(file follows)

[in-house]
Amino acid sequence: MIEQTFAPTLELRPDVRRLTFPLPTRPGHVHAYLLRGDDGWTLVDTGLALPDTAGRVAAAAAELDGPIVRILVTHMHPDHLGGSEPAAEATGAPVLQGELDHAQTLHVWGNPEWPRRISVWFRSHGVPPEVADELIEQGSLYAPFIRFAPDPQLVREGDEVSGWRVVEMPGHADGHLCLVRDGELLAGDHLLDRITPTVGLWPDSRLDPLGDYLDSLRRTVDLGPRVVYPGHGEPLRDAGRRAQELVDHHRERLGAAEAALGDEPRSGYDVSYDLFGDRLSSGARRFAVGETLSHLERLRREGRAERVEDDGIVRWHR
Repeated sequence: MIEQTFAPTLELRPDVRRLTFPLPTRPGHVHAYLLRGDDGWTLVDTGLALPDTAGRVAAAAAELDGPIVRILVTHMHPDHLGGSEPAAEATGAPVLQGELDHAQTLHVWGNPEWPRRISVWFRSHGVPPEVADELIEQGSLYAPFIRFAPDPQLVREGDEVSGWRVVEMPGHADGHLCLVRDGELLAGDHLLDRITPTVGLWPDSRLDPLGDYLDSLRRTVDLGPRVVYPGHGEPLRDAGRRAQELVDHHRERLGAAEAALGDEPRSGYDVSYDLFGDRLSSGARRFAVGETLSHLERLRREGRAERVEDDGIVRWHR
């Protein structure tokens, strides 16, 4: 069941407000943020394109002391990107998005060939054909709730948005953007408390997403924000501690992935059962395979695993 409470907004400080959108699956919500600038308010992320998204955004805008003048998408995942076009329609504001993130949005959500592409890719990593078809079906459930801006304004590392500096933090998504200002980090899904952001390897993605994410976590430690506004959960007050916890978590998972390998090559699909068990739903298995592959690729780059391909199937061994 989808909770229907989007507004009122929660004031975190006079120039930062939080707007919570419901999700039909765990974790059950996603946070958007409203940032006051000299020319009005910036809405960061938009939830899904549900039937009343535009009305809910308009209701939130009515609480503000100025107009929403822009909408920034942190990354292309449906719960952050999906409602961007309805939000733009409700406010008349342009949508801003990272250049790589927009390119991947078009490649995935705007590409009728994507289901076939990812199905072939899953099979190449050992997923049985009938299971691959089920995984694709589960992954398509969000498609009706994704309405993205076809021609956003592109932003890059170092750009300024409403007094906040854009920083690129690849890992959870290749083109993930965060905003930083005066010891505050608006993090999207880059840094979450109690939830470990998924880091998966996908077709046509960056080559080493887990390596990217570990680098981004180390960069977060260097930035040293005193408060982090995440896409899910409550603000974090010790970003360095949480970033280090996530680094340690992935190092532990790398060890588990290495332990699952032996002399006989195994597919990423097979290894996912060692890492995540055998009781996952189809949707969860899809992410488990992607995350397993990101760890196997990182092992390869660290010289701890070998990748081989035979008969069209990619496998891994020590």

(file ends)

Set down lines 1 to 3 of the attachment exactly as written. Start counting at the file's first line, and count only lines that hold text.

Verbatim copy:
[in-house]
Amino acid sequence: MIEQTFAPTLELRPDVRRLTFPLPTRPGHVHAYLLRGDDGWTLVDTGLALPDTAGRVAAAAAELDGPIVRILVTHMHPDHLGGSEPAAEATGAPVLQGELDHAQTLHVWGNPEWPRRISVWFRSHGVPPEVADELIEQGSLYAPFIRFAPDPQLVREGDEVSGWRVVEMPGHADGHLCLVRDGELLAGDHLLDRITPTVGLWPDSRLDPLGDYLDSLRRTVDLGPRVVYPGHGEPLRDAGRRAQELVDHHRERLGAAEAALGDEPRSGYDVSYDLFGDRLSSGARRFAVGETLSHLERLRREGRAERVEDDGIVRWHR
Repeated sequence: MIEQTFAPTLELRPDVRRLTFPLPTRPGHVHAYLLRGDDGWTLVDTGLALPDTAGRVAAAAAELDGPIVRILVTHMHPDHLGGSEPAAEATGAPVLQGELDHAQTLHVWGNPEWPRRISVWFRSHGVPPEVADELIEQGSLYAPFIRFAPDPQLVREGDEVSGWRVVEMPGHADGHLCLVRDGELLAGDHLLDRITPTVGLWPDSRLDPLGDYLDSLRRTVDLGPRVVYPGHGEPLRDAGRRAQELVDHHRERLGAAEAALGDEPRSGYDVSYDLFGDRLSSGARRFAVGETLSHLERLRREGRAERVEDDGIVRWHR